December 8, 1991
Scott L. Harris
Christmas is a season of ANTICIPATION. Boys and girls (and many adults) waiting to see what presents they will get. Parents anxious to see their children’s responses to all those gifts. Families and friends getting together for the holidays. Long distance phone calls back home or from those who could not make it home, etc.
Christmas is a season of BUSY-NESS. There is a rush to get everything done. There is shopping to do, presents to buy. Cookies to bake. Special Christmas dishes to make. Craft projects to finish. Christmas cards to write. People to visit. Parties to go to. Gifts to wrap. etc. Even around the Church there are extra activities such as special services, special music to prepare and special projects to finish.
Christmas is a season of TURMOIL. Frustration sets in as the deadline gets closer and there is still so much to do. Tempers flare and shopping becomes hostile as everyone crowds in the malls (mauls). “I can’t believe this traffic!” “There is no place to park!” “Look at those lines at the cash register!” “I don’t know what to get her anyway!” “It’s going to take me months to pay for all this stuff!”
No wonder the saying is that “Christmas is for Children,” for the adults have burned themselves out trying to get everything together. Then after it is all over they will get bills for a couple of months as they try to pay for all the things the kids managed to break by December 26th. And don’t forget that every Christmas goodie you eat will mean extra exercise and probably a diet at the beginning of the year.
For others, all they remember are the Christmas seasons of the past for things are different now. They are lonely. A wife missing her husband. Parents missing their kids. Adult children who can’t make it home. Single people wondering why they can’t find someone special to enjoy the holidays with. Christmas is a season of LONELINESS & DEPRESSION for some. The suicide rate actually goes up during the holidays.
How can it be that our society can spend so much time, energy and finances on something trying to make it enjoyable, and yet end up with so much misery? I believe that all this turmoil occurs because people have forgotten the “reason for the season.” They have their attention focused on the wrong things. Earlier I mentioned that Christmas is a season of BUSY-NESS. It has actually become more of a season for BUS-I-NESS – Business. Shopping malls still play “Christmas music,” but have you noticed that there are more secular and less sacred songs played. Have you also noticed that when a religious musical piece is played, more and more often they are instrumentals and not vocals. Melody without words.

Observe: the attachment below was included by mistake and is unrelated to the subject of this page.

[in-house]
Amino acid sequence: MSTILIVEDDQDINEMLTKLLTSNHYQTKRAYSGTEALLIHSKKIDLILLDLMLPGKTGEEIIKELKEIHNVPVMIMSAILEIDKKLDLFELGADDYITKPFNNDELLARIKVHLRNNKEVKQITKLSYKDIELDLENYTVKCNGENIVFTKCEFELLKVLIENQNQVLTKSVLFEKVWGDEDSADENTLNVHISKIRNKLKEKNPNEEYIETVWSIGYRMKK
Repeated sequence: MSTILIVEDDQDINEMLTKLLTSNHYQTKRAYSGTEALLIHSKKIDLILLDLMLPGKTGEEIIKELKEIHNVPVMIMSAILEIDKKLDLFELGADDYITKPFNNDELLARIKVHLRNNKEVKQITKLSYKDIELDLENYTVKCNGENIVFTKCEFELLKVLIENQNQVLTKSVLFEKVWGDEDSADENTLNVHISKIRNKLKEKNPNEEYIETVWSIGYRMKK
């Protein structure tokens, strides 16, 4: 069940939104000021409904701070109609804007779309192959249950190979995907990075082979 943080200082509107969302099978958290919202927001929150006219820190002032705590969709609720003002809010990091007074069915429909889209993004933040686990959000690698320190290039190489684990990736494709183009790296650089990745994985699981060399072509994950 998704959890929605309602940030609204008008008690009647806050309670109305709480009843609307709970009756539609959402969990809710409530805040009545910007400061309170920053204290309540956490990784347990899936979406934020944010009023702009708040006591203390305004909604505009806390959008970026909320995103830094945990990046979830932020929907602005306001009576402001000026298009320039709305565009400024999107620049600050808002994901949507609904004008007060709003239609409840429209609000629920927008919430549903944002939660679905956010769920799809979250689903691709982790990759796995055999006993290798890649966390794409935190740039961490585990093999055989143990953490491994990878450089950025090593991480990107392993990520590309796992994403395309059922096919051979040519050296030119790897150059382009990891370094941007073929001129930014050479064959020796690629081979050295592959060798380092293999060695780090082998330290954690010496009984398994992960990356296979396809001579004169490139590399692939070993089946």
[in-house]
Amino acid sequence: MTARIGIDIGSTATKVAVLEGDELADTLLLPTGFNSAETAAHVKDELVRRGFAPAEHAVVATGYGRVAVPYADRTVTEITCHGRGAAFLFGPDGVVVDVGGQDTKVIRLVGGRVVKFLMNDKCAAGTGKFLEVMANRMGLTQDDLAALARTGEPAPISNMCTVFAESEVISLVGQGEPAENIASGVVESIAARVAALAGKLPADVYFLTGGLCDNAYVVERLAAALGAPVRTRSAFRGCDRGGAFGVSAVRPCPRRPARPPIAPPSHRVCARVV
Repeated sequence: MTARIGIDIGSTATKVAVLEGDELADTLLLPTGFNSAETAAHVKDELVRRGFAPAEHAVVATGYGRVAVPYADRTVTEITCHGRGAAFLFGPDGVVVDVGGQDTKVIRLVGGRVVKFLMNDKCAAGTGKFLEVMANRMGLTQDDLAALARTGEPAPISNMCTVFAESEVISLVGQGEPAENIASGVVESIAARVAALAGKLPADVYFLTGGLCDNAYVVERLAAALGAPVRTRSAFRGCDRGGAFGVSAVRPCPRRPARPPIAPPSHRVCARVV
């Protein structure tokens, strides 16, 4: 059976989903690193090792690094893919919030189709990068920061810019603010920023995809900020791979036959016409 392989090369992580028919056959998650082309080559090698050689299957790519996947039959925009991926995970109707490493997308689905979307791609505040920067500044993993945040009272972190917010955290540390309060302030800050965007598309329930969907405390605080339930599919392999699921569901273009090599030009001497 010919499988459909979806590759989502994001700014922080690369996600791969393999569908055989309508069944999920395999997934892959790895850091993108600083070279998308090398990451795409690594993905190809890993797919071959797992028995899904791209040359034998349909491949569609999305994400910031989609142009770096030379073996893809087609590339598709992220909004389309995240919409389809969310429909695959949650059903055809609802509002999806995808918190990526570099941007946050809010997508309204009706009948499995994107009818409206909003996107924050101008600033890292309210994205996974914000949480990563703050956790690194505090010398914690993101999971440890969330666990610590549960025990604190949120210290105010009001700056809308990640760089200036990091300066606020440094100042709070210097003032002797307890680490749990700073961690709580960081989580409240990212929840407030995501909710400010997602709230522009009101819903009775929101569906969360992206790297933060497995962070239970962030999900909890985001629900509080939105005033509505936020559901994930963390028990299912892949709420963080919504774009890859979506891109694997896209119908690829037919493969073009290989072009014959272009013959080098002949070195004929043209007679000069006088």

Even Christian’s can begin to forget that Christmas is supposed to be a celebration of the coming of Immanuel – God in human flesh – the birth of Jesus, the Christ. Over the next three weeks I want us to examine how various people responded to Jesus’ birth. My hope is that as we see how different people responded to the birth of Christ we can regain our focus so that this year Christmas will be a joyous season rather than a season of turmoil.
Today I want to focus in on the response of two people who played very important roles in the birth of Jesus. Both were essential to His birth, and both took great risks in being involved with it. These two people are Joseph and Mary.
First, lets consider Mary.
Though we do not have any Biblical indication on how old Mary would have been when the angel Gabriel visited her on that special day in Nazareth, we can make an educated guess that she would have been very young. The custom was for the parents to arrange the marriages of their children. A young man would generally attained “manhood” within the religious community at about 13 years old (The current practice of “Bar Mitzvah” – Son of the Law, is similar). The young man then spent several years learning his trade and raising the price of a bride – though the parents sometimes provided this. Men usually married at 16 or 17 with 20 being the outside limit. A young woman generally attained “womanhood” at about 12 years of age. By this time she had learned what was needed to take care of a home. She could be betrothed as early as that age, and they were usually married in their mid teens. From this we can surmise that Mary was probably in her mid-teens.
Another thing that we can easily assume is that Mary desired to be the one that would be the mother of the Messiah. Jewish children were well taught that Messiah would come. They were aware of the various prophecies concerning Him, and of special interest to the young girls was prophecy in Isaiah 7:14 that, “Therefore, the Lord Himself will give you a sign: Behold, a virgin will be with child and bear a son, and she will call His name Immanuel.” What an honor for a young woman to serve the Lord by being the one who would bring Immanuel into the world.
Mary was also probably aware of several of the other prophecies concerning Messiah. That he would have to be from the tribe of Judah (Genesis 49:10 – “The scepter shall not depart from Judah, nor the ruler’s staff from between his feet, until Shiloh comes, and to him shall be the obedience of the peoples.”), and that he would be from the descendants of King David (Isaiah 9:7 – “There will be no end to the increase of His government or of peace, on the throne of David and over his kingdom, to establish it and to uphold it with justice and righteousness from then on and forevermore. The zeal of the LORD of hosts will accomplish this”). Mary had the right genealogy, being of the tribe of Judah, and the line of David (Luke 3).